May wedding

Western weddings
Music played at Western weddings includes a processional song for walking down the aisle (ex: wedding march) and reception dance music includes:
Bridal march
The Bridal Chorus from Richard Wagner’s opera Lohengrin
Problems listening to this file? See media help.
Various works for trumpet and organ, arguably the most famous of which include the Prince of Denmark’s March by Jeremiah Clarke as a processional, the “Trumpet Tune” by Henry Purcell and the “Trumpet Voluntary” by John Stanley as recessionals.
Selections by George Frideric Handel, perhaps most notably the “Air” from his Water Music as processional and the “Alla Hornpipe” as recessional.
The “Bridal Chorus” from Lohengrin by Richard Wagner, often used as the processional and commonly known as “Here Comes the Bride”. Richard Wagner is said to have been anti-Semitic,[8] and as a result, the Bridal Chorus is often not used at Jewish weddings.
Johann Pachelbel’s Canon in D is an alternative processional.
The “Wedding March” from Felix Mendelssohn’s incidental music for the Shakespeare play, A Midsummer Night’s Dream, used as a recessional.
The “Toccata” from Charles-Marie Widor’s Symphony for Organ No. 5, used as a recessional.
Segments of the Ode to Joy, the fourth movement of Ludwig van Beethoven’s Ninth Symphony.
[edit]Religious aspects of weddings
This section may need to be rewritten entirely to comply with Wikipedia’s quality standards, as the intro to this section is about marriage, and needs to be rewritten to discuss weddings ceremonies and traditions instead, as does the section on Christian customs. A large amount of info in the section on Jewish customs is commented out and needs to be incorporated. Sections on other religious customs such as Islamic and Shinto weddings would also be helpful. You can help. The discussion page may contain suggestions. (May 2009)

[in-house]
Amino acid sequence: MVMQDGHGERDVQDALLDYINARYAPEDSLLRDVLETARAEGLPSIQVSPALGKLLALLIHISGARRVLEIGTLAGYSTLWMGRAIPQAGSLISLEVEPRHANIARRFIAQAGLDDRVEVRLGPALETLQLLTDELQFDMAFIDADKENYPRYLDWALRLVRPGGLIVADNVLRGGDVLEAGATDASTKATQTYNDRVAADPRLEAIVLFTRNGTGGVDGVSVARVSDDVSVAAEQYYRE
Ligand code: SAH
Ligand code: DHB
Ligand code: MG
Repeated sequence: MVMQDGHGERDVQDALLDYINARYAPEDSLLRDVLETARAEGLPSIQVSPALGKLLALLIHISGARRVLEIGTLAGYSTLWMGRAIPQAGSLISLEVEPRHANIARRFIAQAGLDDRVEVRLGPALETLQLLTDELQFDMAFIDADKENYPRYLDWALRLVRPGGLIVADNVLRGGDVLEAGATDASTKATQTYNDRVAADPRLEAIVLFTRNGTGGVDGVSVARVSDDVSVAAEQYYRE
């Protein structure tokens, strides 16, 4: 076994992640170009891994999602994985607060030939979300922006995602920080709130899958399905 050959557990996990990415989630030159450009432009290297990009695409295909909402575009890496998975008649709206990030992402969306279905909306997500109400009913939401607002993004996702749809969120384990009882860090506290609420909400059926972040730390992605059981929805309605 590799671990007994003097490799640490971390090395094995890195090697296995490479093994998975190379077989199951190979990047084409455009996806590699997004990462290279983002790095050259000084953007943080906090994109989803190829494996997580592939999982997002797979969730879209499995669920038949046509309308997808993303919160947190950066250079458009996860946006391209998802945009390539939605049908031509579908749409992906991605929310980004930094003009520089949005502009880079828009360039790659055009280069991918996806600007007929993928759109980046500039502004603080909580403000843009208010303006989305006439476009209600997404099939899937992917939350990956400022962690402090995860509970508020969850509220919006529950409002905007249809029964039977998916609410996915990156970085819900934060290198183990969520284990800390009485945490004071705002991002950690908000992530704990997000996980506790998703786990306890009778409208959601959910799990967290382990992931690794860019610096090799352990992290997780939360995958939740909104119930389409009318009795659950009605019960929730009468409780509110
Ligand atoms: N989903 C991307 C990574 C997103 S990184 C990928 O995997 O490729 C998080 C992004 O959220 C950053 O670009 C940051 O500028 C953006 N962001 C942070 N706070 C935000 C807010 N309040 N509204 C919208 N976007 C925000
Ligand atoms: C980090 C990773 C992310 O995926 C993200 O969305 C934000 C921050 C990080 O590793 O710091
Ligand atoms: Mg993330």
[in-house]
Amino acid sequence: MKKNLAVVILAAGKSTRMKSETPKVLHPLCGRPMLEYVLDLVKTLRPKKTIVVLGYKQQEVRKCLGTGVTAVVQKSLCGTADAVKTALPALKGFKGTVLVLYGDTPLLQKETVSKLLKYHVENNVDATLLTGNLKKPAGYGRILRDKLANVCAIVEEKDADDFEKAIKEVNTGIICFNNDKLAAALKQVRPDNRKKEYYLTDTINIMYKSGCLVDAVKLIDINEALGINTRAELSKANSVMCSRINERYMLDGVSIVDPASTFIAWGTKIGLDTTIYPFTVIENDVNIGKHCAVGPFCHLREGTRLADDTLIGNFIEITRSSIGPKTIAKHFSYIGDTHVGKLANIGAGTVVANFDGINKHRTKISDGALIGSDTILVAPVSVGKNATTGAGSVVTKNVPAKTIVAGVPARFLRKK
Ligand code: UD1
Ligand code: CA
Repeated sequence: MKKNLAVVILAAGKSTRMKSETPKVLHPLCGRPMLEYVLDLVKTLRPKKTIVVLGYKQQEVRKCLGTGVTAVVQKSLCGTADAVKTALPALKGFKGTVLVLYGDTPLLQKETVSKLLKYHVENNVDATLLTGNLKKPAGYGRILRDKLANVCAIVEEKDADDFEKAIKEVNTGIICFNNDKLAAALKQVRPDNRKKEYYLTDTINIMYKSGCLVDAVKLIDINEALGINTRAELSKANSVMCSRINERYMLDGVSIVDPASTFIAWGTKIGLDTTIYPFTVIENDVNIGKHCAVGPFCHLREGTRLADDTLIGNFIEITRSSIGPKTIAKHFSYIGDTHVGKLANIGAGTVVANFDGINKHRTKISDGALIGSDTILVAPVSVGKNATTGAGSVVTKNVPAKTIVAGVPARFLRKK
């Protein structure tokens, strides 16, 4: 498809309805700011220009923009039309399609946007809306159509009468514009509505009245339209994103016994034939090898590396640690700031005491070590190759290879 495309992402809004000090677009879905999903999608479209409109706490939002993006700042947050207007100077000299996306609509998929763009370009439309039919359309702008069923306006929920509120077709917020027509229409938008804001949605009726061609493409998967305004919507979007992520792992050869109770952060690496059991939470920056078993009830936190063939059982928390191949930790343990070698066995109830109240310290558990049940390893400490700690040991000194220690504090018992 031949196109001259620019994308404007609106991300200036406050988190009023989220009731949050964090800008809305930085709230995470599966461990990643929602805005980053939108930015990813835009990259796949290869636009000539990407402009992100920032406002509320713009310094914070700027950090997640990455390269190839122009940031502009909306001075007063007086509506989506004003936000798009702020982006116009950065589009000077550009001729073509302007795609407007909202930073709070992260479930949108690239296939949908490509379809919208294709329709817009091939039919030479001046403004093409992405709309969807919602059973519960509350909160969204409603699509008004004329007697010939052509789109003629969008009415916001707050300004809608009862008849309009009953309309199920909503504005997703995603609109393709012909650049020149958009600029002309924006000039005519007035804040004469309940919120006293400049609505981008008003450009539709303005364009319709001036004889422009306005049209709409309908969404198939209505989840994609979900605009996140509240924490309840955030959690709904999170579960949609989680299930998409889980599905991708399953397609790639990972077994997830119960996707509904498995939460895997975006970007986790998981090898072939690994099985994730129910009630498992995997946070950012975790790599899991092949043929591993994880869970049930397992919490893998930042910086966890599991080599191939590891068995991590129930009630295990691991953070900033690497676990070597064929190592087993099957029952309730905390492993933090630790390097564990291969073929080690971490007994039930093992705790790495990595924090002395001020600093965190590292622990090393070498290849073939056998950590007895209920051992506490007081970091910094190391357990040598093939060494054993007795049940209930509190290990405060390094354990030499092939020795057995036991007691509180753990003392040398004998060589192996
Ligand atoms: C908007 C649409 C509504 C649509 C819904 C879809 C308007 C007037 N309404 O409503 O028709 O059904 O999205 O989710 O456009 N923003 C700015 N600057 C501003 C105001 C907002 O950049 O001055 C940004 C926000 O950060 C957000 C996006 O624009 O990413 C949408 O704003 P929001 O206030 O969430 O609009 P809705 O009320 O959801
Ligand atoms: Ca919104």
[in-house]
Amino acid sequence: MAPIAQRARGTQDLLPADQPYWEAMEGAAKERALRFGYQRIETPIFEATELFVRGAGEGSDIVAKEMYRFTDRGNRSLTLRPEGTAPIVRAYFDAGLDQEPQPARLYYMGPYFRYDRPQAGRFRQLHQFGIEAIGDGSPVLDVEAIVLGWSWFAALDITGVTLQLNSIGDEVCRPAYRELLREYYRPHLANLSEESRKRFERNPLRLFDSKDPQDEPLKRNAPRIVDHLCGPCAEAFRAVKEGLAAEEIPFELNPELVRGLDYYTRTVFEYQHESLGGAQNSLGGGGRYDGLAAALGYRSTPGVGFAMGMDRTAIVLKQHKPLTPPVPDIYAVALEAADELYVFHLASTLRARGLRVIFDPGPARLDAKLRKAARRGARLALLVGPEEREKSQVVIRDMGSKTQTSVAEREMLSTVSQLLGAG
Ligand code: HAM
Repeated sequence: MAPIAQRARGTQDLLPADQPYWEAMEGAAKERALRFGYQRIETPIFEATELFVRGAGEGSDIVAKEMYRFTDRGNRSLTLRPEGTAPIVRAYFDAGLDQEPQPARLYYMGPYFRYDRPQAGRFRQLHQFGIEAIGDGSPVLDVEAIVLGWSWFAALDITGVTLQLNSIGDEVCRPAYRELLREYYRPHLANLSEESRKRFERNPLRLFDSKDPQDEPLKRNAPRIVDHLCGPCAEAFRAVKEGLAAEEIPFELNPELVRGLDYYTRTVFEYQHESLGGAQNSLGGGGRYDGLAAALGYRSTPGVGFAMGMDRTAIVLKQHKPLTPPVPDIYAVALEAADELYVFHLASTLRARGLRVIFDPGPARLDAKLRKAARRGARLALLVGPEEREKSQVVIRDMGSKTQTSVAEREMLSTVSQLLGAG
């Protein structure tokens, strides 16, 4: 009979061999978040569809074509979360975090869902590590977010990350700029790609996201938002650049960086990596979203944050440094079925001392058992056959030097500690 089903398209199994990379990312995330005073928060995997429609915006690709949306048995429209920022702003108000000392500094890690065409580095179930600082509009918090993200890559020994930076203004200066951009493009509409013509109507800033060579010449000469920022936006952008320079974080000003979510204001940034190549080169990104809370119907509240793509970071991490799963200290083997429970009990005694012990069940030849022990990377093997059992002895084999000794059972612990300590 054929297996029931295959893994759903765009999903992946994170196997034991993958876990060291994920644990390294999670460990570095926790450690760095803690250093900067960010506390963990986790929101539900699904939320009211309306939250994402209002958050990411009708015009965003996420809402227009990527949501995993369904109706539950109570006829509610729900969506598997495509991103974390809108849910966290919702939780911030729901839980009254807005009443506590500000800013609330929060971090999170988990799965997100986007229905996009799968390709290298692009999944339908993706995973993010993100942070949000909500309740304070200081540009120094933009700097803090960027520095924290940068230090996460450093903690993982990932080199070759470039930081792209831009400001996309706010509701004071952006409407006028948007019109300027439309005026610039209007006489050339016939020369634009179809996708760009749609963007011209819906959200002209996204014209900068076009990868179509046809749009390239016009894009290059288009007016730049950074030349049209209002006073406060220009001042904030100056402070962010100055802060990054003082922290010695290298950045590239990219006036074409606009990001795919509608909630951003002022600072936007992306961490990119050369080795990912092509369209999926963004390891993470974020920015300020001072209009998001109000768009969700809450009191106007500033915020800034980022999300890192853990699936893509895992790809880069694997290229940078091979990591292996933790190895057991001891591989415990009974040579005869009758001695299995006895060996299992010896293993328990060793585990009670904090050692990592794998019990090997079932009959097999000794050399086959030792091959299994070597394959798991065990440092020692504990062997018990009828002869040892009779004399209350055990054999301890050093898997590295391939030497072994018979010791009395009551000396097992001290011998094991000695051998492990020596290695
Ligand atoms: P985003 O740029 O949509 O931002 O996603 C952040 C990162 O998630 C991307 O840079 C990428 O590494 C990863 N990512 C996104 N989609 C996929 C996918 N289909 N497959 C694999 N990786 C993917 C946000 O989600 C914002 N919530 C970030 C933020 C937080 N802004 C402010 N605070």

Most religions recognize a life-long union with established ceremonies and rituals. Some religions permit polygamous marriages or same-sex marriages.
Many Christian faiths emphasize the raising of children as a priority in a marriage. In Judaism, marriage is so important that remaining unmarried is deemed unnatural.[citation needed] Islam also recommends marriage highly; among other things, it helps in the pursuit of spiritual perfection.[citation needed] The Bahá’í Faith sees marriage as a foundation of the structure of society, and considers it both a physical and spiritual bond that endures into the afterlife.[9] Hinduism sees marriage as a sacred duty that entails both religious and social obligations.[citation needed] By contrast, Buddhism does not encourage or discourage marriage, although it does teach how one might live a happily married life and emphasizes that marital vows are not to be taken lightly[citation needed].
Different religions have different beliefs as regards the breakup of marriage. For example, the Roman Catholic Church believes that marriage is a sacrament and a valid marriage between two baptized persons cannot be broken by any other means than death. This means that civil divorcés cannot remarry in a Catholic marriage while their spouse is alive. In the area of nullity, religions and the state often apply different rules. A couple, for example, may begin the process to have their marriage annulled by the Catholic Church only after they are no longer married in the eyes of the civil authority.